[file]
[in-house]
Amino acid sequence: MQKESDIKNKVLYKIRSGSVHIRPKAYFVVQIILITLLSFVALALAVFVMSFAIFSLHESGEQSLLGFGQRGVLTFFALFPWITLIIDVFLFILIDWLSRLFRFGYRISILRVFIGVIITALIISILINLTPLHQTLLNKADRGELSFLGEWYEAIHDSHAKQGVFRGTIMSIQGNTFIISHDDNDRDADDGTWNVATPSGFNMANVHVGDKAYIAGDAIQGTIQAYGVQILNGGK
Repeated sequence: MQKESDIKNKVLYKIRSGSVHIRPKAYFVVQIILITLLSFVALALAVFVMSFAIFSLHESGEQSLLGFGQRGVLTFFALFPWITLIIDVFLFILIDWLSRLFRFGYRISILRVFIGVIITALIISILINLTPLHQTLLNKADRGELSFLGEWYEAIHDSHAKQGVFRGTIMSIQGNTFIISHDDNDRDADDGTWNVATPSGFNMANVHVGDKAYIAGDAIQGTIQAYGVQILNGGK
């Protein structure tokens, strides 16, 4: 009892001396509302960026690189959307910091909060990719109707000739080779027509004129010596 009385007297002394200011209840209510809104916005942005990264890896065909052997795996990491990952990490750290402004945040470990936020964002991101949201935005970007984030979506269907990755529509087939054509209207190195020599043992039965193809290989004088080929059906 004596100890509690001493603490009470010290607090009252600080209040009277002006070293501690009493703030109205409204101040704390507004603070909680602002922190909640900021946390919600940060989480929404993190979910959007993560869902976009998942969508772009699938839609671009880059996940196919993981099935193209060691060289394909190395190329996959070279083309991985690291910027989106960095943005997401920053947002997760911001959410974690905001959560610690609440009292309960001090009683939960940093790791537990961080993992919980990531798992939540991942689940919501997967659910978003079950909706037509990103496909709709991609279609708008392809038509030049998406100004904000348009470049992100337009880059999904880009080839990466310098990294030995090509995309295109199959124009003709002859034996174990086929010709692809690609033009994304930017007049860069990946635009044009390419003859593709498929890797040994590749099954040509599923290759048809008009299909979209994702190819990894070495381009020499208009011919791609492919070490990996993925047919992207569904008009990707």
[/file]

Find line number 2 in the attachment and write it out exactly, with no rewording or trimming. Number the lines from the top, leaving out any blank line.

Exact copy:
Amino acid sequence: MQKESDIKNKVLYKIRSGSVHIRPKAYFVVQIILITLLSFVALALAVFVMSFAIFSLHESGEQSLLGFGQRGVLTFFALFPWITLIIDVFLFILIDWLSRLFRFGYRISILRVFIGVIITALIISILINLTPLHQTLLNKADRGELSFLGEWYEAIHDSHAKQGVFRGTIMSIQGNTFIISHDDNDRDADDGTWNVATPSGFNMANVHVGDKAYIAGDAIQGTIQAYGVQILNGGK